Remember: Make your goal specific & measurable, include at least one action step, keep it realistic, and state your time frame. Constructing a "SMART" goal greatly enhances the likelihood you'll reach it. 

Before my 75th birthday on November 23, 2024, I will participate in or initiate at least ten jam sessions as a way to ensure I can improvise confidently on any one of the 319 jazz standards I've memorized since November 2011. 

Wish me luck. And good luck with your goal, birthday aside.  


Saturday, November 18, 2023

Ooh Poo Pah Do

Today's challenge is for the musically hearty only. That said, I'm reasonably confident at least one old friend will throw his hat in the ring if he happens to read this post. This friend is ... 1.) the undisputed world's greatest non-musician music geek i.e., his insatiable lust has translated into a digital library with over 20,000 tunes and ... 2.) the person who first planted today's deranged notion in my head in May of 2022.  First, just a few, ahem, notes.

* I've limited the challenge to ten tunes even though I collected twenty-five over the eighteen months since my friend suggested a post like this. Consider yourself fortunate I limit the length of my blog posts. If you had any idea how many of my driving hours were occupied as I compiled a master list in my head, you might want to recommend medication. 

* For those who like keeping track, the scoring rubric for the challenge is at the bottom of the post. The song list itself is ordered by level of difficulty, easiest to most difficult. Only one recording artist is represented twice.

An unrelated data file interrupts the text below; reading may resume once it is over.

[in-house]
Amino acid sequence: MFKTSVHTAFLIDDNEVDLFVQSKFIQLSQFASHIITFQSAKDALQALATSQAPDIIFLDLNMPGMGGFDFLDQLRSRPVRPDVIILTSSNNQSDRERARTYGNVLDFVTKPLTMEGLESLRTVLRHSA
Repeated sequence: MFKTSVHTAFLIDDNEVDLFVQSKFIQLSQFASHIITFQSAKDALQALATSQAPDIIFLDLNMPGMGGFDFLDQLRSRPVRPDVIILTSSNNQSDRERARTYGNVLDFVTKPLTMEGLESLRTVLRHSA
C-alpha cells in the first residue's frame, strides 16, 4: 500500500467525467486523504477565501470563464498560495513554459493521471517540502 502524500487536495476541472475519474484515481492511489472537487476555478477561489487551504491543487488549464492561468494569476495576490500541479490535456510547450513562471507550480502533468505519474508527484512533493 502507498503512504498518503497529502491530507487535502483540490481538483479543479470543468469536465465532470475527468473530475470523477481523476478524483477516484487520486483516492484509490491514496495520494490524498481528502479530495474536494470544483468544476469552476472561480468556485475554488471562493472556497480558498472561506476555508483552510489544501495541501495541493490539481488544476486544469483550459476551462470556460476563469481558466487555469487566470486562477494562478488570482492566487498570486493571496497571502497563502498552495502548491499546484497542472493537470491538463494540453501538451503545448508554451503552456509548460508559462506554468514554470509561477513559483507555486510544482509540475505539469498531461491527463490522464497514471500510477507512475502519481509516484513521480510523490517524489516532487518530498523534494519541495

* As always, using Google (etc.) is cheating. We're on the honor system here.  

Identify the artist who had the biggest hit with each of the following song titles. I've purposefully concatenated this ludicrous list to help you appreciate how pop songwriters have planted nonsensical ear worms into our heads for decades. Are you ready? 

Tutti Frutti - Da Do Ron Ron - Mony Mony - Da Doo Doo Doo Da Dah Dah Dah - Do Wah Diddy Diddy - Papa Ooo Mow Mow - Be Bop A Lula - Sha La La - Bony Moronie - Bim Bam Boom. 

Scoring Rubric: 1-3 correct = Congratulations, unlike me, you haven't wasted much precious brain space by allowing useless flotsam like this to reside in your memory. 4-7 correct = Caution, your conversations with others may be occasionally at risk. 8-10 correct = Danger, your social circle could soon end up being limited to just my geeky non-musician friend and me. Final caveat: If you noticed the song title preceding that list of lyrical gobbley-gook, or even worse, you know who recorded that one hit wonder, you're in serious trouble, socially.  

Tuesday, November 14, 2023

Project Counterpoint

Care to join me in my latest project? After responding moments ago to a revealing e-mail from an old friend, I've decided that each time I find myself bemoaning one of my failures, flaws, or foibles - here on this blog, in an interaction with another person, or when alone with my thoughts - I'm going to pause and search for some counterpoint.

For most of my adult life, I suspect most people who have known me well would say I'm pretty adept at looking at myself critically. Which is exactly what happened when the naked vulnerability in my friend's e-mail touched me. Reflexively, I found myself pointing out my own flaws. I know an empathic response to someone else's pain is generally more helpful than problem solving or minimizing. But as I sent my response, I felt a tiny shift. Why is it easier for me to recall my failures, re-assure others by citing my flaws, use my foibles as examples of what not to do?